It took them a while to get to Australia the first time in 1980, we liked ‘em right off but they were doing so well elsewhere (USA, Europe, Japan, etc) it was hard to fit Australia in. Around the time they made Dynasty, which was more ‘dancey’ record (okay people called it their disco record) they were set to finally get down under. The record met with a mixed reaction in the US, were as a ‘rock’ act some fans felt betrayed by them ‘going disco’ and ‘disco sucks’ it tanked over there, with some fans ditching them for the likes of Van Halen. But here in Australia, we fucking loved the disco KISS. Dynasty sold crazy amounts of units and all the singles (Shandi, Sure Know Something and the epic I Was Made For Loving You) being massive hits here. For comparison I Was Made ended up as the second biggest selling single of the year in Australia for 1979, in the US it scraped in at #74 (Racey’s Lay Your Love On Me was Number one). Shandi was a top ten hit in Australia, but didn’t make the US Top 40. So the combination of massive record sales, the tour and the accompanying avalanche of Australian only KISS merchandise around it, was a massive financial boost for the band and in some ways saved them. The lead up to the tour was intense with front page stories every day for months, I have ever seen that kind of coverage before or since. It was gargantuan.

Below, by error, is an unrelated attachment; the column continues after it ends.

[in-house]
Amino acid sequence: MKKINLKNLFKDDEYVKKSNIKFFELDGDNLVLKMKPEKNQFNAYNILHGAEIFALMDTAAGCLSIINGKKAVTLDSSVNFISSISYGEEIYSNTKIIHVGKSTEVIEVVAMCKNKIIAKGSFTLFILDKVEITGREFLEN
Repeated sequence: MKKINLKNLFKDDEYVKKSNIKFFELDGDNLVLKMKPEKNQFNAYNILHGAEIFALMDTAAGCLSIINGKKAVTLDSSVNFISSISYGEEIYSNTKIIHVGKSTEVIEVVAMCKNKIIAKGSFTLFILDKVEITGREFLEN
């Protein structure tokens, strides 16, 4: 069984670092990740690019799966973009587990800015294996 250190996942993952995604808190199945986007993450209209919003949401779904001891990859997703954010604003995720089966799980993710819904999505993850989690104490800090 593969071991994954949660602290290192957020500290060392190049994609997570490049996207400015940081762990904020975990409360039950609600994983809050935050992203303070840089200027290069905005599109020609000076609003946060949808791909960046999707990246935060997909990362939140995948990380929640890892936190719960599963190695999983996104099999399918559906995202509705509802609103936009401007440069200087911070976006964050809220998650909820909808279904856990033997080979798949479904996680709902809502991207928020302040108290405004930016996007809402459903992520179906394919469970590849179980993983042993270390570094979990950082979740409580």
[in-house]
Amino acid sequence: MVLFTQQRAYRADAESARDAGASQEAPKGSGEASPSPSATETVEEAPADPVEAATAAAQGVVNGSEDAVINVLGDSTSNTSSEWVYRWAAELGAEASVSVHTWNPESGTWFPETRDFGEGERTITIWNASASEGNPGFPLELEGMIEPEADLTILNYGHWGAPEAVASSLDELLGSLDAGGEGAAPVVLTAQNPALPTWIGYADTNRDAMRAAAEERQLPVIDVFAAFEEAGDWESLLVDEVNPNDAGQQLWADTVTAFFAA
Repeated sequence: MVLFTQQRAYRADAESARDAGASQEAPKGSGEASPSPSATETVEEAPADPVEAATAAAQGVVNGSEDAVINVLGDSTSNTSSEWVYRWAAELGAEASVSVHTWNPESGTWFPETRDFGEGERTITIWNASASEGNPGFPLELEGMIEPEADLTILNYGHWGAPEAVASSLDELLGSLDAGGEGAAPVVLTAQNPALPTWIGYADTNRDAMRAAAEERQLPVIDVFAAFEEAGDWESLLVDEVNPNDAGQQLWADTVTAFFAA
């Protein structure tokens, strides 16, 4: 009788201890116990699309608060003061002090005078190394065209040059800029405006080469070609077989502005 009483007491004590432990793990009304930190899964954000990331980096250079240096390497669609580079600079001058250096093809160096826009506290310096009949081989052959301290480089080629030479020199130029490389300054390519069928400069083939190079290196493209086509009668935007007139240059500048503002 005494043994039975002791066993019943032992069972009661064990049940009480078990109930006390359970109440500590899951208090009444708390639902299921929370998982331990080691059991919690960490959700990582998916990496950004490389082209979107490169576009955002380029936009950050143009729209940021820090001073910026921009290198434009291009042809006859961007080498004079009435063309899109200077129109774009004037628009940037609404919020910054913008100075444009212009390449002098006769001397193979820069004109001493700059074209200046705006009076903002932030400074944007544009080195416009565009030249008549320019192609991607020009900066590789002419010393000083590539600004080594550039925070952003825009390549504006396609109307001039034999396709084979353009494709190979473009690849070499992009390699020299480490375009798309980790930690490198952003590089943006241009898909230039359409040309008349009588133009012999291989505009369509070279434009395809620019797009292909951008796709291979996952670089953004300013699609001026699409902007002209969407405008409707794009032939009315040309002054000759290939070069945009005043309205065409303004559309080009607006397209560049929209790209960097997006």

Despite claims that we would ‘see you next year’ KISS didn’t get back to Australia for fifteen years, but the success of the 1995 revenge tour was again record breaking. It was the first time they toured an official convention, with acoustic set, Q&A panel, autograph sessions and a travelling museum of KISStoric costumes, instruments, artwork, it was remarkable. And since then, they have been regular visitors to our shores.

The farewell dates were originally set for three years ago, but there was this thing called a pandemic (you might have missed it, I know you are busy) and then Paul got sick right when Adelaide was supposed to happen, with all the shows getting shut down and re-scheduled. It did not stop Gene, drummer Eric Singer and guitar player Tommy Thayer, making a trip to Port Lincoln to play a corporate show on a shark boat for a handful of lucky KISS fans on the dime of Air B&B. They have played some crazy gigs in their time but that one might take doing beating.

So, it’s finally here, our last chance to see one of the greatest rock’n’roll spectacles you could ever wish to see. The catalogue of songs is legendary, the stage show is epic, expect to go home with confetti in your clothes, ears ringing and a huge smile on your face. Thanks for the music and the bombast guys.

KISS rule.

KISS and special guests The Superjesus, play Adelaide Entertainment Centre, Tue 30 Aug with very limited tickets still available (but be quick) from Ticketek. Click HERE to purchase your tickets.